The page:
Newsweek Slammed for Labeling Values Voter Summit 'Hate Group'

(Photo: Yuri Gripas/Reuters)Donald Trump addresses the 2017 Values Voter Summit in Washington, October 13, 2017.

Newsweek is receiving criticism for calling the Family Research Council's Values Voter Summit a "hate group" in a story highlighting President Donald Trump as the keynote speaker at the event, which was also attended by his former strategist, Steve Bannon.

"Donald Trump to Speak at Hate Group's Annual Event, a First for a President," read the headline. The publication then wrote in the first paragraph that the Southern Poverty Law Center described the FRC as a "rogues' gallery of the radical right."

"The anti-LGBTQ Family Research Council, labeled as a hate group by the SPLC, has hosted its annual summit since its inception in 2006," Newsweek wrote, and quoted SPLC President Richard Cohen as telling The Independent: "By appearing at the Values Voter Summit, President Trump is lending the legitimacy of his office to a hate group that relentlessly demonizes LGBTQ people and works to deny them of their equal rights. His appearance puts the lie to his campaign promise to be a friend to the LGBTQ community. Bigotry is not an American value, and our president should speak out against it."

"What vicious nonsense from Newsweek," Ed Whelan, president of Ethics and Public Policy Center, responded on Twitter. "But a useful reminder that, for some reason, Newsweek still exists."

Denny Burk, a professor of biblical studies at Boyce College, retweeted Whelan, saying, "Unbelievable. Vicious indeed."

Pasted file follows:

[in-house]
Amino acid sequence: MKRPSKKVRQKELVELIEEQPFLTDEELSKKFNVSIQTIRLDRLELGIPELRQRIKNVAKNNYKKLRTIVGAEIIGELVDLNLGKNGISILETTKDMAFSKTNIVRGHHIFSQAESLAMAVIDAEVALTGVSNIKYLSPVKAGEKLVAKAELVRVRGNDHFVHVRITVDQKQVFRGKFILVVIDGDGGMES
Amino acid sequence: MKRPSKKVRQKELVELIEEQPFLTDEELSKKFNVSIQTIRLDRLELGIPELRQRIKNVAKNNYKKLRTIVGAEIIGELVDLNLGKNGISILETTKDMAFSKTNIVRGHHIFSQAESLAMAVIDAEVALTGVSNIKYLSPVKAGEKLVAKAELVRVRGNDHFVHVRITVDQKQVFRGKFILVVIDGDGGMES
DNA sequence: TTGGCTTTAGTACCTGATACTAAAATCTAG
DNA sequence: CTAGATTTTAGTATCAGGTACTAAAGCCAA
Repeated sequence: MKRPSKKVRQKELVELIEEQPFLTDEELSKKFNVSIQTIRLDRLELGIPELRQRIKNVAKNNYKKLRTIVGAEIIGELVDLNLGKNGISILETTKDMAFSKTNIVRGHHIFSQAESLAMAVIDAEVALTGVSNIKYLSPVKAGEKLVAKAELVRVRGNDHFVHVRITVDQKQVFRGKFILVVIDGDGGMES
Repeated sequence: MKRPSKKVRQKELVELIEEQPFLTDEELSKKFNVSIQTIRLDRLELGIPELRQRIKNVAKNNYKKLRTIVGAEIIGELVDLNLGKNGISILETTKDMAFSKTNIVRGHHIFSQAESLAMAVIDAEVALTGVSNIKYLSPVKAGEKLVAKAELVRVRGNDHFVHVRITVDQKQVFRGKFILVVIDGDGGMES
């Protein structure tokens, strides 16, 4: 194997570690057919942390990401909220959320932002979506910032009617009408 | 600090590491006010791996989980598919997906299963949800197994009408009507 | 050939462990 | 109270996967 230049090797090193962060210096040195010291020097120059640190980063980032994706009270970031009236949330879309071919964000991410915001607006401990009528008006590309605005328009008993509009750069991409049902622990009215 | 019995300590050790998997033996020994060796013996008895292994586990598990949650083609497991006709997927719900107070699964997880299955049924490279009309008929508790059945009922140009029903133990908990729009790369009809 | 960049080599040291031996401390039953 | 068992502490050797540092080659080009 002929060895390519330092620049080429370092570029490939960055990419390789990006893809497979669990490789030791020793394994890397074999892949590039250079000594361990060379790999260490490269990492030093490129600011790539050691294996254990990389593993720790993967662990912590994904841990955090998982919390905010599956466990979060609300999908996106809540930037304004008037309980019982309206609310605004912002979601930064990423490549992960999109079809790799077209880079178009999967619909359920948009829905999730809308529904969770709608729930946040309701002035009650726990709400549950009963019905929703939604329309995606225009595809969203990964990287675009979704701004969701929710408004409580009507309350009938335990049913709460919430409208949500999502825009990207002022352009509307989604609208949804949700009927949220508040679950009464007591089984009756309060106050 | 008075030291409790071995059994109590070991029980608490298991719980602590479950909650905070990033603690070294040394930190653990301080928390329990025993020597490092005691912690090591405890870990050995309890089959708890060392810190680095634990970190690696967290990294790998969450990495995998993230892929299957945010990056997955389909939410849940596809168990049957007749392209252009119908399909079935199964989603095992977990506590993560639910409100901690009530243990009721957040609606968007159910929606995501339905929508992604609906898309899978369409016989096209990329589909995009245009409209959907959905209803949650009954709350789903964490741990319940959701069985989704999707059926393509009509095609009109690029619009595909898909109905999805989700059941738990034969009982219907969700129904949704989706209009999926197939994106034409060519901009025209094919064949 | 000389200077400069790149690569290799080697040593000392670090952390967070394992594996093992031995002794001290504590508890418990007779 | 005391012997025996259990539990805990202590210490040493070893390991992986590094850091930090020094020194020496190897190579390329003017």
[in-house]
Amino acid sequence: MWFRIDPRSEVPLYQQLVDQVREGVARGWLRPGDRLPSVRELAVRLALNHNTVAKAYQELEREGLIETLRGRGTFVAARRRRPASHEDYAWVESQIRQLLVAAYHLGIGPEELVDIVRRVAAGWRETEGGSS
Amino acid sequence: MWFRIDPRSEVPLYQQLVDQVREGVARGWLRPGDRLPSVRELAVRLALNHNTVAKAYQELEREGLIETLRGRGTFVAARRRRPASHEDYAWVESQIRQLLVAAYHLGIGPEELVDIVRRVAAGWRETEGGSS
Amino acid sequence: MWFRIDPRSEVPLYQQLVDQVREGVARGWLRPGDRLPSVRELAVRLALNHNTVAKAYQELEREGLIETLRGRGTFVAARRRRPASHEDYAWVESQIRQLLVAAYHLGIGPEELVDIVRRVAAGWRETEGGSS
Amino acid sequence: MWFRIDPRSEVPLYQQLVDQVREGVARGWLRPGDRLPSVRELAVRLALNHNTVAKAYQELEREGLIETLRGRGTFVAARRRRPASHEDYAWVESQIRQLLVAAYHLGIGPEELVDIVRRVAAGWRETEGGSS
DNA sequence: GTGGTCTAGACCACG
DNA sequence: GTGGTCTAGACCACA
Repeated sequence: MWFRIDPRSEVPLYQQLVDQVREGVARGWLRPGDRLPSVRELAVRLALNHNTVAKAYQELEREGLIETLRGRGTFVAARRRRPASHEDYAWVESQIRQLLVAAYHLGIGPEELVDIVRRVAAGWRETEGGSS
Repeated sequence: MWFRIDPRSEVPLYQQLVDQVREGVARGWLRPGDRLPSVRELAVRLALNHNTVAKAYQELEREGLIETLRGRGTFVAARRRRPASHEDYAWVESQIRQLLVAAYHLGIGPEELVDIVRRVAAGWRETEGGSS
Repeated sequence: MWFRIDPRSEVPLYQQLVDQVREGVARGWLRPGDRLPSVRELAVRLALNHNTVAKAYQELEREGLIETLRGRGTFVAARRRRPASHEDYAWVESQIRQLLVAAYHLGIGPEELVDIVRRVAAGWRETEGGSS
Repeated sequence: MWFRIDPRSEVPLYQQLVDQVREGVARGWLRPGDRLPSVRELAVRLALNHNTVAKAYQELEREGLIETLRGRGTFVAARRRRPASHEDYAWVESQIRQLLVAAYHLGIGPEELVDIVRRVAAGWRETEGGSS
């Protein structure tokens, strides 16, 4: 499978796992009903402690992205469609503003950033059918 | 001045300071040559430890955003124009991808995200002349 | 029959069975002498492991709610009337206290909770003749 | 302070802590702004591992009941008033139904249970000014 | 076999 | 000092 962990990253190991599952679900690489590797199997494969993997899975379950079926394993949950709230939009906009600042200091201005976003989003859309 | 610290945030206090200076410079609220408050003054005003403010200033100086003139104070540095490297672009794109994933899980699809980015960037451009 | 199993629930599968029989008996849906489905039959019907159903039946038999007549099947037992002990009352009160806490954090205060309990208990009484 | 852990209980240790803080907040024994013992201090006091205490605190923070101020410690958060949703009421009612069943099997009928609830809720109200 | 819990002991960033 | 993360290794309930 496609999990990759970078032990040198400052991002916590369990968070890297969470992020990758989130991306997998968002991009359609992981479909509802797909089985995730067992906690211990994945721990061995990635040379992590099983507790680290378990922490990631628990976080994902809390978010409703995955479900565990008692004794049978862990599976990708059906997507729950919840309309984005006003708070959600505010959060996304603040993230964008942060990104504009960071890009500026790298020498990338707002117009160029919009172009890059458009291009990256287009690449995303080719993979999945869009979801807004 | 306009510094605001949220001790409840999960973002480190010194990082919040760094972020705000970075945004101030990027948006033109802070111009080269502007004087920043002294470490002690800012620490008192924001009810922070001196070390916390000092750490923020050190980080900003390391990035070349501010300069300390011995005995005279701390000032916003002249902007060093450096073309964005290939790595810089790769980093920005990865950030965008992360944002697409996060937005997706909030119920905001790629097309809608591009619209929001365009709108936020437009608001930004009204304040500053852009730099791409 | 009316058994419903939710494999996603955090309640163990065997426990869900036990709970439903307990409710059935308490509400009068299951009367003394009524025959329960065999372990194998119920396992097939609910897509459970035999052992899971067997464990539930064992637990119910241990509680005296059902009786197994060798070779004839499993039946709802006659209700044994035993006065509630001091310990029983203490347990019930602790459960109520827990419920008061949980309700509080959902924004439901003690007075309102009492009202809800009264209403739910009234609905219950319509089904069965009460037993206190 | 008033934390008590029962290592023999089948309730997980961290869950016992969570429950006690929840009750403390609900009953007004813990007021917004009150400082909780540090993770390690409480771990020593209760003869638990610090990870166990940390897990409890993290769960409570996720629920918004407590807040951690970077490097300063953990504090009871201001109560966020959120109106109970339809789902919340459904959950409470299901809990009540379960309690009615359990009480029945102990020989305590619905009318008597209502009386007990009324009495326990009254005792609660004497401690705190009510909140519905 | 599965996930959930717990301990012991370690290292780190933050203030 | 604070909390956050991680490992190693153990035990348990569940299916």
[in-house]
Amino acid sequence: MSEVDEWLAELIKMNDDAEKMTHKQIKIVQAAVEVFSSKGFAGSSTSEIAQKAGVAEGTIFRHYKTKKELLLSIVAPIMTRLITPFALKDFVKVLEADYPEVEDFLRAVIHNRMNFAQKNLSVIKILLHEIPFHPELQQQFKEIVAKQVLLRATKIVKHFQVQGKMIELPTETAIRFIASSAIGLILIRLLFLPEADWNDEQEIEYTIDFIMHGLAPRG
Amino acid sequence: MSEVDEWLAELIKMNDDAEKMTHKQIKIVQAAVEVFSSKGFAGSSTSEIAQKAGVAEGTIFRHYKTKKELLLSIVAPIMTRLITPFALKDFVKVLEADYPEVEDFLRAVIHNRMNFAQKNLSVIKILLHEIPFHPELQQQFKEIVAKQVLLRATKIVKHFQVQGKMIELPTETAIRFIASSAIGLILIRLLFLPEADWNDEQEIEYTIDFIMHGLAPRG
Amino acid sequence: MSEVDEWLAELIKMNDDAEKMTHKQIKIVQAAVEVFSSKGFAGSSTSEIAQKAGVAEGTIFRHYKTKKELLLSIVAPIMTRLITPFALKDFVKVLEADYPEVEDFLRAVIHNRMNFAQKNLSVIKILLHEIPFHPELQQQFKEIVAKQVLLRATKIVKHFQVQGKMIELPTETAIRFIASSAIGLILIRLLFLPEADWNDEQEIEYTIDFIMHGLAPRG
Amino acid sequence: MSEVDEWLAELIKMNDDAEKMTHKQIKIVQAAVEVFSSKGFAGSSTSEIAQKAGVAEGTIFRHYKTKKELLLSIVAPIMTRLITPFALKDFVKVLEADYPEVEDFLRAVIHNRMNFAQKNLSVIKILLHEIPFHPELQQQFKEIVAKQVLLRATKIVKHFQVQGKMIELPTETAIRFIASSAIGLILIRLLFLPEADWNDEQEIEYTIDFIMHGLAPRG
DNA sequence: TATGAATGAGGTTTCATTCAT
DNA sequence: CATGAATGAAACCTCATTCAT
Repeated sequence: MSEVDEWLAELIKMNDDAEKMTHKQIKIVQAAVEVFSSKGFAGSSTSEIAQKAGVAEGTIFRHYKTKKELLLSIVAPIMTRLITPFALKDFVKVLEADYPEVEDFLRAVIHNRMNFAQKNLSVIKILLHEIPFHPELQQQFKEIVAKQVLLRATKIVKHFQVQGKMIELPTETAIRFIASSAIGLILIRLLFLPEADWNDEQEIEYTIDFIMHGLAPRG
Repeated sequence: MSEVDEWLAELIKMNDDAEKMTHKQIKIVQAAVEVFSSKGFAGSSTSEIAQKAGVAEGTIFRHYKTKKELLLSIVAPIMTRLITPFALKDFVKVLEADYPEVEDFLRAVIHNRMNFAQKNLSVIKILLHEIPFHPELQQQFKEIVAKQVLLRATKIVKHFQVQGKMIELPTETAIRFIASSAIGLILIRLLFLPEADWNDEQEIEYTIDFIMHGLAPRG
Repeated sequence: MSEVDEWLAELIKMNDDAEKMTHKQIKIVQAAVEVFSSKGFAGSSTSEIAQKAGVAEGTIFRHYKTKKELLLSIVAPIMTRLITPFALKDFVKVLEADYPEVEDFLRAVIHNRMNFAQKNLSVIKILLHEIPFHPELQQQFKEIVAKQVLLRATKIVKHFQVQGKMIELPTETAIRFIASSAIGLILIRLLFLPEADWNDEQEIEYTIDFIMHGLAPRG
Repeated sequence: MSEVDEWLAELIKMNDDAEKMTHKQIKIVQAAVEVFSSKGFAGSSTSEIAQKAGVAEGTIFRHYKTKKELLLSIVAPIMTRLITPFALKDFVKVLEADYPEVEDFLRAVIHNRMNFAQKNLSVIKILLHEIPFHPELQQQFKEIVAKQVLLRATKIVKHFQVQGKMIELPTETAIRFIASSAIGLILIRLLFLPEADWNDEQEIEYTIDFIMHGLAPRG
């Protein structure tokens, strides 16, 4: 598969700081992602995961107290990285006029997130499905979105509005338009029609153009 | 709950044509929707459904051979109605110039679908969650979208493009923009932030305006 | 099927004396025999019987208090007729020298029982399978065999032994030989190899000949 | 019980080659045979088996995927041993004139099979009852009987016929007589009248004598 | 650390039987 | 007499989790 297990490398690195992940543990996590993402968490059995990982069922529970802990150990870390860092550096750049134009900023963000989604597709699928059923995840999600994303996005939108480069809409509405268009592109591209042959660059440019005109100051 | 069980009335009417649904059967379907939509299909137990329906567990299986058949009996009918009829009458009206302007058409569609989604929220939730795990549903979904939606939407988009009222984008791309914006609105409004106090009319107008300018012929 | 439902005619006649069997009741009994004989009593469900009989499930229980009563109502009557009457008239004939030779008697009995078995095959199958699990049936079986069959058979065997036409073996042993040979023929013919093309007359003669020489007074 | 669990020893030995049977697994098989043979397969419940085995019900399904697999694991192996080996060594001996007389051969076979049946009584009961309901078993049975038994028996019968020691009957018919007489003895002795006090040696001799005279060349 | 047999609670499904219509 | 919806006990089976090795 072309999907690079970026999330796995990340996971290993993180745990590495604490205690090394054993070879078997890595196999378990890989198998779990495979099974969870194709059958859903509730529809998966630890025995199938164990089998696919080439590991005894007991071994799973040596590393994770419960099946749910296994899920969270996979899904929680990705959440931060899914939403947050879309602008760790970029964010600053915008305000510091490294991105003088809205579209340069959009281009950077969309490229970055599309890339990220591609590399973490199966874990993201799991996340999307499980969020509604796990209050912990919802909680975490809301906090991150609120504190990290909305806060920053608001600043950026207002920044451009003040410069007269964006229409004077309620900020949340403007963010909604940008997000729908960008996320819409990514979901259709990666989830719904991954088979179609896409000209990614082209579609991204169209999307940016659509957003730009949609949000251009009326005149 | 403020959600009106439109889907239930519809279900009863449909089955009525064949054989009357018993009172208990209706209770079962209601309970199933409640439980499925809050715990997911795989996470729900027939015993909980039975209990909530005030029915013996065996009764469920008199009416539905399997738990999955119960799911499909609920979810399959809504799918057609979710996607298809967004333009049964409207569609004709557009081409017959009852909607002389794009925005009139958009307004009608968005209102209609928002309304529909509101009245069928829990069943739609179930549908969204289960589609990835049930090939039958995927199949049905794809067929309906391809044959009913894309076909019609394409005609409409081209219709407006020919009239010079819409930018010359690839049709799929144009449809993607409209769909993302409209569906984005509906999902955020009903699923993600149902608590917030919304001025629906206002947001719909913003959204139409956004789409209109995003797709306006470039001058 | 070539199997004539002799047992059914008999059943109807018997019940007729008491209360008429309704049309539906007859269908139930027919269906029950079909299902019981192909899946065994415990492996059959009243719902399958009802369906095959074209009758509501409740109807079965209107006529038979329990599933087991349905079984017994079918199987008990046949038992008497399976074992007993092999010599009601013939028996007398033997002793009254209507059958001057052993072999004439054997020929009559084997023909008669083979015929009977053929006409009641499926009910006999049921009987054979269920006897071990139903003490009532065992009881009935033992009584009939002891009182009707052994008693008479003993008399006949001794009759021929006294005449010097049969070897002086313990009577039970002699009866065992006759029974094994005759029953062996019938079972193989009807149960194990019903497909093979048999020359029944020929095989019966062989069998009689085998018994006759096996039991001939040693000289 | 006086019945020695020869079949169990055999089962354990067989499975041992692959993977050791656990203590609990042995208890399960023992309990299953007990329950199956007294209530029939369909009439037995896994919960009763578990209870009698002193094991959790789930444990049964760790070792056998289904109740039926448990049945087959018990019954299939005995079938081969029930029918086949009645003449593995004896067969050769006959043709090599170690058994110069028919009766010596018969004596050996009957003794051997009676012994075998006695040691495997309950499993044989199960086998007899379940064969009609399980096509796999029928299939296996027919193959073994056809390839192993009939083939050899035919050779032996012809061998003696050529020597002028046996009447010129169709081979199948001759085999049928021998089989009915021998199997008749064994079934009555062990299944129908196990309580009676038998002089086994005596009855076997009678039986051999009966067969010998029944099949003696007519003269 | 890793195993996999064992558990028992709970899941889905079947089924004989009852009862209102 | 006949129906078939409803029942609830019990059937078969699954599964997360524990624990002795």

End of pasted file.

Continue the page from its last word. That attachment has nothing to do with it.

"It is irresponsible the way some media outlets are throwing out the word 'hate group' to describe conservative organizations," Daniel Darling, vice president for Communications for the Ethics and Religious Liberty Commission of the Southern Baptist Convention, wrote on Twitter.

SPLC's Hatewatch has become the definitive guide among some scholars, authors and media organizations to what is, or is not, a "hate group," although conservatives have long criticized the list for labeling social conservative organizations as hate groups.

In a recent video by Prager University, journalist and author Karl Zinsmeister speaks about how the SPLC spreads the very hate that they claim to fight.

"Shutting down people you don't agree with is about as un-American as you can get. Rigorous debate, honest discussion, open exchange of ideas — that's the American way," he says in the video. "But free thinking and speech are threatened today by a group with a sweet-sounding name that conceals a nefarious purpose. This group is called the Southern Poverty Law Center, or SPLC."

He adds, "Originally founded as a civil-rights law firm in 1971, the SPLC reinvented itself in the mid-'80s as a political attack group. Every year now it produces a new list of people and charities it claims are 'extremists' and 'haters.'"

George Yancey, professor of sociology at the University of North Texas, found in a 2014 study, "Watching the Watchers: The Neglect of Academic Analysis of Progressive Groups," that SPLC's "hate group" list dubiously ignored anti-Christian groups that use similar rhetoric.

The analysis indicated that the list is more about mobilizing liberals than providing an objective source for hate groups. SPLC has escaped critical analysis of its work in academia because of a liberal bias among academicians, Yancey additionally claimed.

FRC's appearance on the list gained national attention in 2012 when a gunman, Floyd Corkins, entered FRC headquarters with the intent of killing everyone there. FRC's building manager, Leo Johnson, subdued Corkins and was shot in the process. Corkins targeted FRC after finding the group on SPLC's "Hatewatch." SPLC has continued to label FRC a hate group even after the shooting.